Dublin songstress Laura Elizabeth Hughes told David Hennessy about her EP We, Myself and I, the surreal experience representing Ireland at the Eurovision in Lisbon in 2018 and the mortification of telling a risque story onstage only to then remember her dad was down the back.
Dublin songwriter Laura Elizabeth Hughes has established herself as a rising talent among Irish songwriters.
Her unique voice has seen her build a substantial fan base from around the world. She has even caught the ear of Grammy nominated R&B star, Joss Stone.
Tony Clayton Lea of The Irish Times andCulture Vultures, said of Laura: “We all know that singer-songwriters are 10 a penny, but Hughes can easily make a claim for having that little bit extra to add to the mix, and being a little bit different from the norm. Gentle yet steely, formidable yet tender, Laura’s a keeper.”
Laura was part of the song writing team which penned Ireland’s Eurovision 2018 entry, the first time in five years to make it through to the live finals. The song Together and its message struck a chord with many people around the world.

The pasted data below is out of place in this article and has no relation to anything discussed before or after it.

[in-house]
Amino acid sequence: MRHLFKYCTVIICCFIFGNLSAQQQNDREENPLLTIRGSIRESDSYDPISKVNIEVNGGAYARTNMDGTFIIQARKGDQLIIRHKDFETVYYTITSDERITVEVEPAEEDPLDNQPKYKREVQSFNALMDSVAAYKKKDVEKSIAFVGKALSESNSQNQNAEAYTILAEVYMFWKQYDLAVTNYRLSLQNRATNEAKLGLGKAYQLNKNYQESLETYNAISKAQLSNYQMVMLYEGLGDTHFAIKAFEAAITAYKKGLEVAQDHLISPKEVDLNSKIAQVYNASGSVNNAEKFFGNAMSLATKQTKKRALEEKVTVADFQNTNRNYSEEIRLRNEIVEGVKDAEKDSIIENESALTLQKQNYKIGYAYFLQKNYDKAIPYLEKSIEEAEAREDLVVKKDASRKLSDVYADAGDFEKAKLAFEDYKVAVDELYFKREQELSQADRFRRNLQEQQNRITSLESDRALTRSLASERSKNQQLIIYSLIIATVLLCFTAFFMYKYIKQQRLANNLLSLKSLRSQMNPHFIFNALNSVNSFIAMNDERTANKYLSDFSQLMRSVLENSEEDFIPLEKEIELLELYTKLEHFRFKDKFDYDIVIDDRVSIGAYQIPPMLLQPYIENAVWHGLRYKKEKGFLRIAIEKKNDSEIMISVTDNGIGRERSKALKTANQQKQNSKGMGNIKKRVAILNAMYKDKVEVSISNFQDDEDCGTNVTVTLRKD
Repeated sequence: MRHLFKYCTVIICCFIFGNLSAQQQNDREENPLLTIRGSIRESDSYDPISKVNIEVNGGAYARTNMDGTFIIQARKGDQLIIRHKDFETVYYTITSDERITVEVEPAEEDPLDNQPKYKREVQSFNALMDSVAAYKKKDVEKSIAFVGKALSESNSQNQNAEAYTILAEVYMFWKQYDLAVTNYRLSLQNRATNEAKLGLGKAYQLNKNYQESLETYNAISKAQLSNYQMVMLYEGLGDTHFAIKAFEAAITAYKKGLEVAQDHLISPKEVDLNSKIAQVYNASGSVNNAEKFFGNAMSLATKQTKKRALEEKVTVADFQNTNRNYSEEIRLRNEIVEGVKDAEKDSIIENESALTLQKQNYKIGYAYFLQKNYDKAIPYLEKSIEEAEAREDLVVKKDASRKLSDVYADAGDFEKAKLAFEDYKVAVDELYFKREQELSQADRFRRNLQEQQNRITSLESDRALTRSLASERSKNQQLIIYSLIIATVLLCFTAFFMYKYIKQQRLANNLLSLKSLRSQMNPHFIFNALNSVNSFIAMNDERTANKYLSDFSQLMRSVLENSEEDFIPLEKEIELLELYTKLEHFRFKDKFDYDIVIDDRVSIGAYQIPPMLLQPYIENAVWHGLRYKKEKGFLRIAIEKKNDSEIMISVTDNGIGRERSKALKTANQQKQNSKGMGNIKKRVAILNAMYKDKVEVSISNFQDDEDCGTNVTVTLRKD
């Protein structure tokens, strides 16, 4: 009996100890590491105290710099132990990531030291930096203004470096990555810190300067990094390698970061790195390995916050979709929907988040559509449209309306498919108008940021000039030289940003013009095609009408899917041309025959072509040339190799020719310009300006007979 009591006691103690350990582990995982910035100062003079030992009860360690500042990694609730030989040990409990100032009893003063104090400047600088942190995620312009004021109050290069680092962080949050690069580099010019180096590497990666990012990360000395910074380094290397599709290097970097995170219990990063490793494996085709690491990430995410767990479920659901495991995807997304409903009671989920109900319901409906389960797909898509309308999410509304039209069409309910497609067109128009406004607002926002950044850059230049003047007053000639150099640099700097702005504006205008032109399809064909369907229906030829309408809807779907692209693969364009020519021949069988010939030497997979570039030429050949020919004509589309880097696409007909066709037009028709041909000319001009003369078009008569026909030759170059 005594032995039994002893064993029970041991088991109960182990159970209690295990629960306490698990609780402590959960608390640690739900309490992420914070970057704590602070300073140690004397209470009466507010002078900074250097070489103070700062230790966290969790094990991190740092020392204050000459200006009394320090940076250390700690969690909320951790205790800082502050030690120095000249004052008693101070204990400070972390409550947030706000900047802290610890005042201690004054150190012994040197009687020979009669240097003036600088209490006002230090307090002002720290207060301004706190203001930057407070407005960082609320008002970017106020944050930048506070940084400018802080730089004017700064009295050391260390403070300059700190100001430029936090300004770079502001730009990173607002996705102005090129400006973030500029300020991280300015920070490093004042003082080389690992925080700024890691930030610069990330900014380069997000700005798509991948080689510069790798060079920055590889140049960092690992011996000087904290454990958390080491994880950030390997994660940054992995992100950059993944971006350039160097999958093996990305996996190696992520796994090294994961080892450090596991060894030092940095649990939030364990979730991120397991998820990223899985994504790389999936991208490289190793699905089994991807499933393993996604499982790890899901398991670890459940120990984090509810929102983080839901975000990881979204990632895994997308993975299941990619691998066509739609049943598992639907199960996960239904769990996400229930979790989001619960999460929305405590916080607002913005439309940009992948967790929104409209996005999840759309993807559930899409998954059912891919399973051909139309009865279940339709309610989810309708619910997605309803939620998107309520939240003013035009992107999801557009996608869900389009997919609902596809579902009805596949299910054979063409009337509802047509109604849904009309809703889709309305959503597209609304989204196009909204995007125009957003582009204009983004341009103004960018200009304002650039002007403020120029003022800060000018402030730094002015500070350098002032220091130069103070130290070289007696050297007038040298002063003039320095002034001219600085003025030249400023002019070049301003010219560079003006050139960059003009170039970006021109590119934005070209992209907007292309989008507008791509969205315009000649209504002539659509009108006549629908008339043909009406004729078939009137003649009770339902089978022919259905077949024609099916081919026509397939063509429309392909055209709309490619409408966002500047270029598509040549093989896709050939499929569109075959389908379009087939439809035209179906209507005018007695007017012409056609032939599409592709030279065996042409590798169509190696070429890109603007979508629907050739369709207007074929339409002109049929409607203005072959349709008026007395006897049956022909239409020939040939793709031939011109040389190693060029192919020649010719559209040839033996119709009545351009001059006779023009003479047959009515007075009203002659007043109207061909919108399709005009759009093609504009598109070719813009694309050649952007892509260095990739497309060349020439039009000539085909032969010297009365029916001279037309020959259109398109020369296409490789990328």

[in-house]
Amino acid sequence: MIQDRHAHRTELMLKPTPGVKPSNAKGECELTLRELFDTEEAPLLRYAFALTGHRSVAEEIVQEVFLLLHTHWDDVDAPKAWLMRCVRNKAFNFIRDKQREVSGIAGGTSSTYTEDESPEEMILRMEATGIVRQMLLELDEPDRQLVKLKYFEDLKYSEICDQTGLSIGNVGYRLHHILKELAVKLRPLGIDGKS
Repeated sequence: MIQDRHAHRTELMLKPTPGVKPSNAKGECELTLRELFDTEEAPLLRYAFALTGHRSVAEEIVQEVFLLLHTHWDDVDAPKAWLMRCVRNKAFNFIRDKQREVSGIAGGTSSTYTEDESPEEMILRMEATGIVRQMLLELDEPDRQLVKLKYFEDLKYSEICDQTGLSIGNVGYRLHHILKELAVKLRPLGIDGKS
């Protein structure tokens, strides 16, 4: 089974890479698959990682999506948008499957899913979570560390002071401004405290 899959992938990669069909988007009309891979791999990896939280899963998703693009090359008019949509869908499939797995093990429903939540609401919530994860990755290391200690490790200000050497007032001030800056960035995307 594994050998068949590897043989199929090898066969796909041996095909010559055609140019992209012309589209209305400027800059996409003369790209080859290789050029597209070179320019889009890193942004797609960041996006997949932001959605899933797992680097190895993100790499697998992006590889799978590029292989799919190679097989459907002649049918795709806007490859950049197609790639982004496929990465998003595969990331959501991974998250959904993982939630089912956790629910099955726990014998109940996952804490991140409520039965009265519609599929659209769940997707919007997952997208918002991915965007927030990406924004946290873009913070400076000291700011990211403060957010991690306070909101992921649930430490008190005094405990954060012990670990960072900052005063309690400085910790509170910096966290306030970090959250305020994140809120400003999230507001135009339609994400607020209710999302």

2020 was set to be a big year for Laura. It was in February last year that she came over to England to play two shows. It seems unthinkable to do now but this was just before the world changed.
“At the time it was so easy to do. This was literally three weeks before. I was over for Valentine’s Day last year. I was only thinking about this the other day. I was saying it to my mam, ‘Jesus, I could have brought anything home’. Mental.
“I was like, ‘Oh my God, I can’t believe that this time last year I was sitting in a packed penthouse apartment with people on top of each other’. There was 130 people crammed in. You couldn’t do that now.